Introduction.- Computational analysis of PAR-CLIP data.- Transcriptome-wide analysis of regulatory interactions of the RNA-binding protein HuR.- Binding site occupancy with competition interactions in equilibrium.- Circular RNAs are a large class of animal RNAs with regulatory potency.- Discussion.- Methods.
(source: Nielsen Book Data)
The work described in this book is an excellent example of interdisciplinary research in systems biology. It shows how concepts and approaches from the field of physics can be efficiently used to answer biological questions and reports on a novel methodology involving creative computer-based analyses of high-throughput biological data. Many of the findings described in the book, which are the result of collaborations between the author (a theoretical scientist) and experimental biologists and between different laboratories, have been published in high-quality peer-reviewed journals such as Molecular Cell and Nature. However, while those publications address different aspects of post-transcriptional gene regulation, this book provides readers with a complete, coherent and logical view of the research project as a whole. The introduction presents post-transcriptional gene regulation from a distinct angle, highlighting aspects of information theory and evolution and laying the groundwork for the questions addressed in the subsequent chapters, which concern the regulation of the transcriptome as the primary functional carrier of active genetic information. (source: Nielsen Book Data) 9783319070810 20160613
From the contents: Introduction: Hierarchical Bottom-Up Methodology for Integrating
Synthesis of Ethynylhelicene Oligomers
Homo-Double Helix Formation of Ethynylhelicene Oligomers Possessing Various Side Chains
Hetero-Double Helix Formation of Pseudoenantiomeric Ethynylhelicene Oligomers
Higher Assembly Formation of Pseudoenantiomeric Ethynylhelicene Oligomers Conclusions
In biological systems, molecules hierarchically form ordered assemblies and macroscopic substances, as exemplified by the assembly of proteins. The development of such systems using oligomeric macromolecules obtained by organic synthesis can provide insights into biological phenomena and will lead to the creation of new materials. In this regard, synthetic double helix molecules are attractive subjects of study because they have an important structural motif that appears widely in nature and can exhibit dynamic structural change. This thesis describes an unprecedented bottom-up approach using synthetic ethynylhelicene oligomers, which form dynamic double helices in organic media. Oligomer synthesis, homo- and hetero-double helix formation, and higher assembly formation due to intercomplex interactions are documented. The hierarchical assembly formation is a cogent reminder of the assembly of biological proteins that create living creatures. Also notable here is the demonstration of a methodology of providing diverse hetero-double helices and their higher assemblies by changing the combination of oligomers, which can be another advantage of this synthetic system.
Christopher Schirwitz's thesis focuses on improving the quality of in situ synthesized high-complexity peptide micro arrays. Micro arrays containing proteins or small protein fragments in the form of peptides have become of great interest in proteomic research. With the help of these microarrays a large number of potential target molecules can be screened for interaction with a probe in a short timeframe. However, protein and peptide micro arrays are still lagging behind oligonucleotide arrays in terms of density, quality and manufacturing costs. A new approach developed at the German Cancer Research Center (DKFZ) has improved the synthesis of high-density peptide arrays. The current technology is capable of producing arrays with up to 40,000 different peptides per square cm by means of micro particle-based solid phase peptide synthesis. However, in situ synthesis approaches bear a conceptual disadvantage: The quality of the peptides is dependent on the efficiency of the synthesis so that peptide fragments are present in the resulting array among the desired full-length peptides. In peptide-protein interaction studies such peptide fragments. The central achievement of this thesis is the development of a new method allowing for the fast one-step purification of entire arrays without loss of resolution or spatial information. Christopher Schirwitz's work has resulted in a number of publications in high ranking journals.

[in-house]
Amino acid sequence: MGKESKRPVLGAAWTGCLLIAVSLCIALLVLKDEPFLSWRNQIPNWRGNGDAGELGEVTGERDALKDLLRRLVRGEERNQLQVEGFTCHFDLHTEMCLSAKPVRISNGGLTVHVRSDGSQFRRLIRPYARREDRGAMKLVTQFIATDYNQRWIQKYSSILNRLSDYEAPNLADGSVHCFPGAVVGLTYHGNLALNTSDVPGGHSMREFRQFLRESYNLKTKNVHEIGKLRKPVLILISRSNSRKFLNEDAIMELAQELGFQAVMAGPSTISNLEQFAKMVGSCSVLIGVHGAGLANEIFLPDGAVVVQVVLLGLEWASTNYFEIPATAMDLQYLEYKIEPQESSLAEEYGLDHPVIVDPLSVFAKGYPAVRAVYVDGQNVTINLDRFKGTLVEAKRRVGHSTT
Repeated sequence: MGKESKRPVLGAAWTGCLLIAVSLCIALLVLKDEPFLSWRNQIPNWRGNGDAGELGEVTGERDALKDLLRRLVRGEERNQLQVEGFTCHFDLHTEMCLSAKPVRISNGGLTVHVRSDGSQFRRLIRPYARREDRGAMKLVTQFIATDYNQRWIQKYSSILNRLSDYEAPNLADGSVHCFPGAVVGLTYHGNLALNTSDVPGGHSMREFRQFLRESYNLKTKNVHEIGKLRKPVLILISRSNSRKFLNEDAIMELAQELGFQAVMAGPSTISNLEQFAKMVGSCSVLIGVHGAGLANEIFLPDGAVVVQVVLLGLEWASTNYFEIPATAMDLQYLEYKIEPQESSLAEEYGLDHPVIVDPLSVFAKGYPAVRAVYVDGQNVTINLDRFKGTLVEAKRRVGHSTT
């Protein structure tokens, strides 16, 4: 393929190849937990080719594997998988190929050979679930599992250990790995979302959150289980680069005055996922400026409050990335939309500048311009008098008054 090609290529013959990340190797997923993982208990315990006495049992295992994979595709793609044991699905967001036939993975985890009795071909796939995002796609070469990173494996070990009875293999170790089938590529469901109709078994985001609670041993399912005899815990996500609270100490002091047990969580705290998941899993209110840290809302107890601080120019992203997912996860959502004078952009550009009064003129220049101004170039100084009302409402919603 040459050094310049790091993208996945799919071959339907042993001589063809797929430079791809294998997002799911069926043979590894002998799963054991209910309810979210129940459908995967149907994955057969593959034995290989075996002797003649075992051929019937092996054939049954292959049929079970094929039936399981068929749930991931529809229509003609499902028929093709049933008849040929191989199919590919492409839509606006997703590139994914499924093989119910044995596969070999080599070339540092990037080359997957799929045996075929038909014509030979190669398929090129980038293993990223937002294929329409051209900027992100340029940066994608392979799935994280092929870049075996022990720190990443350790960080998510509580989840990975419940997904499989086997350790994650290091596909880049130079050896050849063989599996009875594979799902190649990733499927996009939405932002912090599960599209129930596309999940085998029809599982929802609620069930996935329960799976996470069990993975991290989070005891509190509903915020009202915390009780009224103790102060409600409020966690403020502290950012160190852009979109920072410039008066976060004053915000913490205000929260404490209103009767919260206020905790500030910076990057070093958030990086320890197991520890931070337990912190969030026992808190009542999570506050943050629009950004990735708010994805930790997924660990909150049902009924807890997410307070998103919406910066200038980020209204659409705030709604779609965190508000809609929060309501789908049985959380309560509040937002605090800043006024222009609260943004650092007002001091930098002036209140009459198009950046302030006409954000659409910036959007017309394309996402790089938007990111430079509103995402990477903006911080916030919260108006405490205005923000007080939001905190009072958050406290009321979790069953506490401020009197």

Bellingham, Wash. (1000 20th St. Bellingham WA 98225-6705 USA) : SPIE, 1999.
Book — 1 online resource (xix, 208 p.) : ill.
Modulation Threshold and Noise-- Model for the Spatial Contrast Sensitivity of the Eye-- Extension of the Contrast Sensitivity Model to Extra-Foveal Vision-- Extension of the Contrast Sensitivity Model to the Temporal Domain-- Effect of Nonwhite Spatial Noise on Contrast Sensitivity-- Contrast Discrimination Model-- Image Quality Measure-- Effect of Various Parameters on Image Quality.
(source: Nielsen Book Data)
This book examines the contrast sensitivity of the human visual system - concerning the eye's ability to distinguish objects from each other or from the background - and its effects on the imageforming process. The text provides equations for determining various aspects of contrast sensitivity, in addition to models that easily can be used for practical applications. (source: Nielsen Book Data) 9780819434968 20160605